Exploring Flagler’s hidden gem: The Crisp-Ellert Art Museum

By Elizabeth Thabault | gargoyle@flagler.edu

As students and faculty know, the Flagler College campus is jam-packed with historical charm and has a strong visual appeal to visitors and tourists. It is easy for one to become preoccupied with the beauty of the Ponce Hall courtyard and the intricate architecture of the main Ponce lobby, without exploring other less obvious attractions on campus.

However, there is an underrated, often overlooked historical aspect of Flagler’s campus that deserves more recognition. The Crisp-Ellert Art Museum is the official art museum of Flagler College. It lies subtly between the Ringhaver Student Center and Proctor Library. The museum features a wide range of art, spanning from local work to international exhibits. This gallery exemplifies Flagler College’s true liberal arts identity, as it displays many well-established artists.

The Crisp-Ellert Art Museum has a meaningful history as it initially belonged to artist Joann Crisp-Ellert, a prominent artist, author and professor. She and her husband Robert Ellert purchased the building in 1999, making it Crisp-Ellert’s personal art studio. Being in such close proximity to Flagler College, as their home was across from the studio on 48 Sevilla Street, the couple constantly involved themselves in Flagler College events. The diversity of artists featured allows the museum to honor Crisp-Ellert’s passion and dedication to Flagler College.

Crisp-Ellert was well recognized for her artistic ability, and being active in each community she was ever a part of. She received several awards, and her artwork is displayed in galleries across the country such as the Corcoran Gallery of Art, American University and Yale. Crisp-Ellert made her home in St. Augustine for the remainder of her life, and showed her dedication to the old city and Flagler College by donating her former studio to the campus shortly before her death in 2007.

The museum now honors Crisp-Ellert’s life and serves as an educational tool for Flagler art students, and those interested in expanding their artistic horizons. Two of Joann Crisp-Ellert’s original paintings are currently on display in the museum. Both are self-portraits which convey her signature painting style, using vivid colors and subtle textures to create large-scale works. The works represent her common use of perspective and depth perception to create interesting compositional layouts, which can be noticed in each of her paintings.

Julie Dickover, the Crisp-Ellert Museum Director, is a strong advocate for the Museum’s charm and artistic credibility.

“There are few places in North-East Florida that show quite a range of contemporary art by
regional but also national and international artists. Many of these artists visit Flagler to give artist talks which enhances the cultural atmosphere on campus and in St. Augustine,” said Dickover.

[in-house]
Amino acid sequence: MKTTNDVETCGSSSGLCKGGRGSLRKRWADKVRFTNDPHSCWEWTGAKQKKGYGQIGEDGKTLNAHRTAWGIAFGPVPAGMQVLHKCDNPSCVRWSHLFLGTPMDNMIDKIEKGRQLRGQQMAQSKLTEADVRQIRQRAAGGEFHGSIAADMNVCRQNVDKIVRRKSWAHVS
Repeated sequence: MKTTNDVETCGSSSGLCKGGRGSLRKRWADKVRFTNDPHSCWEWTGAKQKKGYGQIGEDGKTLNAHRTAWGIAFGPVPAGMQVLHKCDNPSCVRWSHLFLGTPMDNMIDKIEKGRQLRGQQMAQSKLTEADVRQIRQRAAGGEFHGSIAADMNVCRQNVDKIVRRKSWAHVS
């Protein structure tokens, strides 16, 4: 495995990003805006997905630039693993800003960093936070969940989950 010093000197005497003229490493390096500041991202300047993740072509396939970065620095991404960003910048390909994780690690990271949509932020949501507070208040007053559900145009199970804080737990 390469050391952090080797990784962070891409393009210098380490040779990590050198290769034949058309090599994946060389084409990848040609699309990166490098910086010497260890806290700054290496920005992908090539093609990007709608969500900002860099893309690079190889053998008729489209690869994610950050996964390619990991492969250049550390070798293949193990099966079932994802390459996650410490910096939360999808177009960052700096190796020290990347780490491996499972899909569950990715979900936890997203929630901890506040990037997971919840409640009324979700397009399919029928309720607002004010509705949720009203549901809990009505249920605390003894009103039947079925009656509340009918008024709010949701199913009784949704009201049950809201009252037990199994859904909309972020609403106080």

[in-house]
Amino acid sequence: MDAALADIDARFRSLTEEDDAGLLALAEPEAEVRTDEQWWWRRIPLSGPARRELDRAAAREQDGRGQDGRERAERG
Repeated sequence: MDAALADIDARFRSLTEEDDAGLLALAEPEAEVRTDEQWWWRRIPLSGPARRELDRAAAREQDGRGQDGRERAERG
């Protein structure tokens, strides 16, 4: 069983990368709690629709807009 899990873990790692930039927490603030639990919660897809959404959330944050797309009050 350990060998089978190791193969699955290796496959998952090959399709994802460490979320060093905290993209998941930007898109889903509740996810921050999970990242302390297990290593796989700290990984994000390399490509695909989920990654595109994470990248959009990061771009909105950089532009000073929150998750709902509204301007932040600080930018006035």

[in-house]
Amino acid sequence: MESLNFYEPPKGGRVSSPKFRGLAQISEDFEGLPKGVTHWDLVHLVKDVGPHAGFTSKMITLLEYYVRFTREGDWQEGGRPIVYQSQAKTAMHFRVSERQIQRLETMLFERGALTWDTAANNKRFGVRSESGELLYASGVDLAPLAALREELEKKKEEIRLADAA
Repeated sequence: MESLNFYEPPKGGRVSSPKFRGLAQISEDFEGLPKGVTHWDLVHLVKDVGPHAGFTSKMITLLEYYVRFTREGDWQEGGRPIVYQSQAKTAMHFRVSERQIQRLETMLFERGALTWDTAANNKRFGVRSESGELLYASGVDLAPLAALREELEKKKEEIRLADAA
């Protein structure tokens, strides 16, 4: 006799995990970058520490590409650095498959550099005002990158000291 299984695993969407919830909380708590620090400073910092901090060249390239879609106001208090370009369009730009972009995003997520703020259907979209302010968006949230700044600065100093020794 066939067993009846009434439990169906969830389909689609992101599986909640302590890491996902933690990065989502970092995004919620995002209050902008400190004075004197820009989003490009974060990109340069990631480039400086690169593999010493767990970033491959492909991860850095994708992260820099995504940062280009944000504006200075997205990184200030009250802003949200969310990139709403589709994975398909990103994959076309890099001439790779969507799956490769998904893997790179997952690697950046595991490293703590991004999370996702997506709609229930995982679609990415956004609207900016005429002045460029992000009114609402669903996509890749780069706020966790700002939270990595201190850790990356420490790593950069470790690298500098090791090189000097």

Along with Crisp-Ellert’s originals, the gallery features a variety of exhibits which usually transition every month to display new artists’ works. For the month of March, the featured exhibit is called “What Could Be” by Anna Von Mertens, a New Hampshire artist. Von Mertens hand-dyes and hand-stitches fabric to produce intense pieces, which are often inspired by combining broad ideas with her own personal connections to them. She finds that exploring relationships between the artist and its subject contributes positively to her work. Von Mertens also aims to explore the significance of our own existence through her pieces.

Artists such as Von Mertens contribute to the educational , historical and visual appeal of the Crisp-Ellert Art Museum. Dickover further emphasizes its educational value.

“The exhibitions are organized independently, but we strive to foster an interdisciplinary conversation within the campus community by encouraging professors to bring their classes in for visits and to utilize the museum in their curriculum,” she said.

The museum is open to the public during class hours and admission is free. Dickover announced there are many more exhibits coming up to be on the lookout for.

“In the near future, we have the B.F.A. And B.A. Senior Portfolio exhibition opening on April 18. This semi-annual exhibition is the culmination of the past four years for students in the Department of Art and Design, and always includes a wide variety of mediums such as painting, drawing, video, sculpture and more,” said Dickover.

Along with the work of Flagler Students, the museum will display an array of other artists within the next year.

“I’m really excited for our exhibition schedule next year,” Dickover said, “It will include a display of mixed media works by Texas artist Liz Rodda to kick off the academic year in September. I’m also organizing an exhibition of Southern African American folk art in January 2014 that will coincide with the 50th anniversary of Civil Right’s Act,” said Dickover.

Although the location causes the Crisp-Ellert Museum building to blend into the background of Flagler’s campus, the unique exhibits featured will continue to draw in visitors and enlighten those who seek more artistic knowledge.

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